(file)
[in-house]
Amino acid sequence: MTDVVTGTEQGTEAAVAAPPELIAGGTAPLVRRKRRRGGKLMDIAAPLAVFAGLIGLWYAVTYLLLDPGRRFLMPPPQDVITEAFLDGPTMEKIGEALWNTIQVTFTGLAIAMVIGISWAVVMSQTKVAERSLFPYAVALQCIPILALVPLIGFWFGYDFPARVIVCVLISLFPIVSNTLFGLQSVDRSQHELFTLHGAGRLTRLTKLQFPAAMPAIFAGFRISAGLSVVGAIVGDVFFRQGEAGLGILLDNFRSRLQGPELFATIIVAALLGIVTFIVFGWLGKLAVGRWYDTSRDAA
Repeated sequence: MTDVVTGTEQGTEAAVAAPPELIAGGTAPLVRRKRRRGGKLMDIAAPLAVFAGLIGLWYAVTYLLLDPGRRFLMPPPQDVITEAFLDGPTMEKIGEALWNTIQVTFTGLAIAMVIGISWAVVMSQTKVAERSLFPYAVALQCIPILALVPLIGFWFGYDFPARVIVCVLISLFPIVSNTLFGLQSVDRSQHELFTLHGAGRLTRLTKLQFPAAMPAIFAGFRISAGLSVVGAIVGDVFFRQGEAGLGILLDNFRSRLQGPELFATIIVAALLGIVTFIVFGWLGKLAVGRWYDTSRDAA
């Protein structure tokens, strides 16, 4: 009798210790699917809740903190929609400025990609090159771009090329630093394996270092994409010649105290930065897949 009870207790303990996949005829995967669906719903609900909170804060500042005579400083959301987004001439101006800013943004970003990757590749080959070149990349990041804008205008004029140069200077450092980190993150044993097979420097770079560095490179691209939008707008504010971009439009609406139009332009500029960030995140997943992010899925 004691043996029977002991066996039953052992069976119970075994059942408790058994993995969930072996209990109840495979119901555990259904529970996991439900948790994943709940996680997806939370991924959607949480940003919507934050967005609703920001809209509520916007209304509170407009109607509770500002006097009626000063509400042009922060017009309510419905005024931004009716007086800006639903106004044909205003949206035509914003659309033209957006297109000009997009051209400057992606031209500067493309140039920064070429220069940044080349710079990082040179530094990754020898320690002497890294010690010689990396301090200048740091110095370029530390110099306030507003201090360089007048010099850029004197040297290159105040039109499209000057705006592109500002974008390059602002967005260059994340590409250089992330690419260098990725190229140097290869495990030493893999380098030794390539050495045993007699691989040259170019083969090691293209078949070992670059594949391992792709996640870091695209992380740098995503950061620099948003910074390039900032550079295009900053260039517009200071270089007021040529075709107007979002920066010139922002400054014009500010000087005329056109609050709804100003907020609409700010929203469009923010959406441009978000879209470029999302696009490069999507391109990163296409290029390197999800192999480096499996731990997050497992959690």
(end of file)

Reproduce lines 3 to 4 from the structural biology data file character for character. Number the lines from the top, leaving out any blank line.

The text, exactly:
Repeated sequence: MTDVVTGTEQGTEAAVAAPPELIAGGTAPLVRRKRRRGGKLMDIAAPLAVFAGLIGLWYAVTYLLLDPGRRFLMPPPQDVITEAFLDGPTMEKIGEALWNTIQVTFTGLAIAMVIGISWAVVMSQTKVAERSLFPYAVALQCIPILALVPLIGFWFGYDFPARVIVCVLISLFPIVSNTLFGLQSVDRSQHELFTLHGAGRLTRLTKLQFPAAMPAIFAGFRISAGLSVVGAIVGDVFFRQGEAGLGILLDNFRSRLQGPELFATIIVAALLGIVTFIVFGWLGKLAVGRWYDTSRDAA
């Protein structure tokens, strides 16, 4: 009798210790699917809740903190929609400025990609090159771009090329630093394996270092994409010649105290930065897949 009870207790303990996949005829995967669906719903609900909170804060500042005579400083959301987004001439101006800013943004970003990757590749080959070149990349990041804008205008004029140069200077450092980190993150044993097979420097770079560095490179691209939008707008504010971009439009609406139009332009500029960030995140997943992010899925 004691043996029977002991066996039953052992069976119970075994059942408790058994993995969930072996209990109840495979119901555990259904529970996991439900948790994943709940996680997806939370991924959607949480940003919507934050967005609703920001809209509520916007209304509170407009109607509770500002006097009626000063509400042009922060017009309510419905005024931004009716007086800006639903106004044909205003949206035509914003659309033209957006297109000009997009051209400057992606031209500067493309140039920064070429220069940044080349710079990082040179530094990754020898320690002497890294010690010689990396301090200048740091110095370029530390110099306030507003201090360089007048010099850029004197040297290159105040039109499209000057705006592109500002974008390059602002967005260059994340590409250089992330690419260098990725190229140097290869495990030493893999380098030794390539050495045993007699691989040259170019083969090691293209078949070992670059594949391992792709996640870091695209992380740098995503950061620099948003910074390039900032550079295009900053260039517009200071270089007021040529075709107007979002920066010139922002400054014009500010000087005329056109609050709804100003907020609409700010929203469009923010959406441009978000879209470029999302696009490069999507391109990163296409290029390197999800192999480096499996731990997050497992959690």